“In Foreign Service”
Special Hobby, 1/72 scale
S u m m a r y
||Special Hobby 72177 - IA-58A Pucara “In Foreign Service”
||71 light grey plastic parts on three sprues, 1 clear injection moulded plastic part on one sprue, 13 resin, 60 PE parts on one fret. 10 clear acetate parts for cockpit panels plus a 10 page A5 sized instruction booklet with history, construction sequence, colour schemes for three aircraft.
USD$31.50 available online from Squadron
From GBP£12.64 available online
model retailers worldwide
||Excellent interior detail; high quality clear parts, finely recessed panel lines and other exterior features; new sturdier packaging; attractive and interesting marking options; looks like a Pucara!
||No locating pins, some minor flash; modelling skills required
||This is a well detailed kit of an interesting aircraft, suitable for moderately experienced modellers.
Reviewed by Simon Wolff
Special Hobby's 1/72 scale
Pucara in Foreign Service is available online from Squadron.com
A Brief History
The Pucara was designed as a two seat ground attack aircraft for the Argentine Air Force to support the Argentinean army. It was named after a Quechua Indian tribe word meaning fortress.
The Pucara first flew in prototype form in 1969, using Garret engines. The production example first flew in November 1974 with French Turbomeca Aztazou engines. Altogether there were 108 production and three prototypes built, production ending in 1988.
The type was used by Argentina in the Falklands (Malvinas) War of 1982, 25 Pucara’s being lost (to various actions including an SAS raid) of which five were shipped to the UK in 1982 and 1983, at least one being flight tested in the UK.
The Pucara has seen foreign service with the countries of Uruguay, Sri Lanka and Colombia.
Special Hobby released a 1/72 scale kit of the Pucara was first released a few years ago. This latest issue is, as the box says, the Pucara “In Foreign Service” of Uruguay, Colombia and a captured example flown in the UK.
The first thing that struck me is the new packaging, much sturdier than the previous issues, which tended to crumple when added to the piles of other loft insulation projects.
This is a multi media kit containing plastic, resin, photo etched and a clear acetate sheet (for a number cockpit instrument panels).
In my opinion, the plastic parts feel a bit ‘chunky’ in places especially around the undercarriage legs, however this is probably due to the type of moulding process limitations. This is, after all, a short run injection kit.
The cockpit area looks very well detailed, having cleanly moulded resin seats, fine photo etched seat belts and consoles plus acetate instrument panels.
The cockpit floor also acts as the nose wheel bay and sits on its own lower forward fuselage section, which also acts as a main spar to accurately locate the wings.
Considering the size of and clear quality of the canopy the interior features will show up quite well so it is fortunate that this area is so well detailed. The canopy is really quite lovely - thin and very clear.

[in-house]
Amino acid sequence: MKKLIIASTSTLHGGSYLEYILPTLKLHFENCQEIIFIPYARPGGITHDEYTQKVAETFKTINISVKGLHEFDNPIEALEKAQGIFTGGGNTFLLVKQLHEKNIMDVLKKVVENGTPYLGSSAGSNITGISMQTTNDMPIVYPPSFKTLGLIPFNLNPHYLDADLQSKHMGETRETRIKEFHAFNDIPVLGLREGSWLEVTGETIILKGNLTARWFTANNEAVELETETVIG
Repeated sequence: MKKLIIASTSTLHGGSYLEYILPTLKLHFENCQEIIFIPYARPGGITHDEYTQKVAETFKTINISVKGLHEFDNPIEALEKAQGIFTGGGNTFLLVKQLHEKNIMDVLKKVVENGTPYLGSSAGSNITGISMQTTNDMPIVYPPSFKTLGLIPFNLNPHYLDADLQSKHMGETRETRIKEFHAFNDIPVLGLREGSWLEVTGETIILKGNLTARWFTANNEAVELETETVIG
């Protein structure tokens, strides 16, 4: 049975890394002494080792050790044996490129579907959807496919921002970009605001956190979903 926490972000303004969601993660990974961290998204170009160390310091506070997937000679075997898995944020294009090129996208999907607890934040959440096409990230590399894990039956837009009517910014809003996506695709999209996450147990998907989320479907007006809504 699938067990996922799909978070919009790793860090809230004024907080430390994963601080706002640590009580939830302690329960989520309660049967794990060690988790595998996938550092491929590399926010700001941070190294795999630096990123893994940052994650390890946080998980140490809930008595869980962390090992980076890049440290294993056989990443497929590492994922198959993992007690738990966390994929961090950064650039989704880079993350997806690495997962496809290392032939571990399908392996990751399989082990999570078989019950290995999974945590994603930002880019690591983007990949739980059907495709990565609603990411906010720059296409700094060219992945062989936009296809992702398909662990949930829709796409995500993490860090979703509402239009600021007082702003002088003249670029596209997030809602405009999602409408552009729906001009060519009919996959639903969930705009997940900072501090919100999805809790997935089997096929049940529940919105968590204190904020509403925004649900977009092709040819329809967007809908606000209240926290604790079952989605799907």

The panel lines are finely replicated and the plastic mouldings are reasonably clean with light flash in places but nothing horrendous. The detail on the photo etched and resin parts is lovely - very detailed and quite extensive in number.
In common with the earlier issue of this aircraft there are no weapon stores. There are wing pylons for them but no under wing weapons. The Pucara can carry small bombs and I believe rocket pods.
The other resin parts are destined for the engine and nacelle, with photo etched parts to fit to the undercarriage legs.
Be aware that this kit may well need some weight added to the nose so she doesn’t sit on her tail, however it does not look like there is too much space in the fuselage area in which to put that weight.
Oddly (to me) the small undercarriage wheels are moulded in halves. It is not as if they are particularly large so I can’t understand why they present them like this.
One thing that does bother me is the lack of locating pins for any of the plastic parts, which means parts like the fuselage halves can risk movement when gluing them together. This might be a cause for frustration when assembling the three main fuselage parts or the tailplanes so take extra care.
Markings are provided for the following examples:
- one captured Pucara flown in the UK, which was A-515 as ZD 485 (currently exhibited at the museum at Cosford).
- a camouflaged Uruguayan machine number 227, which graces the box cover and
- a Colombian aircraft in light grey and natural metal with bright national markings on the tail of yellow, blue and red.
The decals provided were in register with gloss sheen to them. For me the Colombian machine looks to have the most appealing scheme of the three.
I have only built one MPM/Special hobby kit and my memory is of a kit that required a fair amount of extra effort - nothing impossible and the end result certainly still looks good.
Having examined some of the Special Hobby Pucara kit that have shown up in photos on the web, it looks like a very accurate representation.
In the end this is a short run injection kit one that I look forward to building. I am delighted that Special Hobby chose to offer a kit of the Pucara.
Thanks to MPM/Special Hobby for the review sample.
Review Text Copyright © 2008 by Simon Wolff
Images Copyright © 2008 by Brett Green
Page Created 5 October, 2008
Last updated 5 October, 2008
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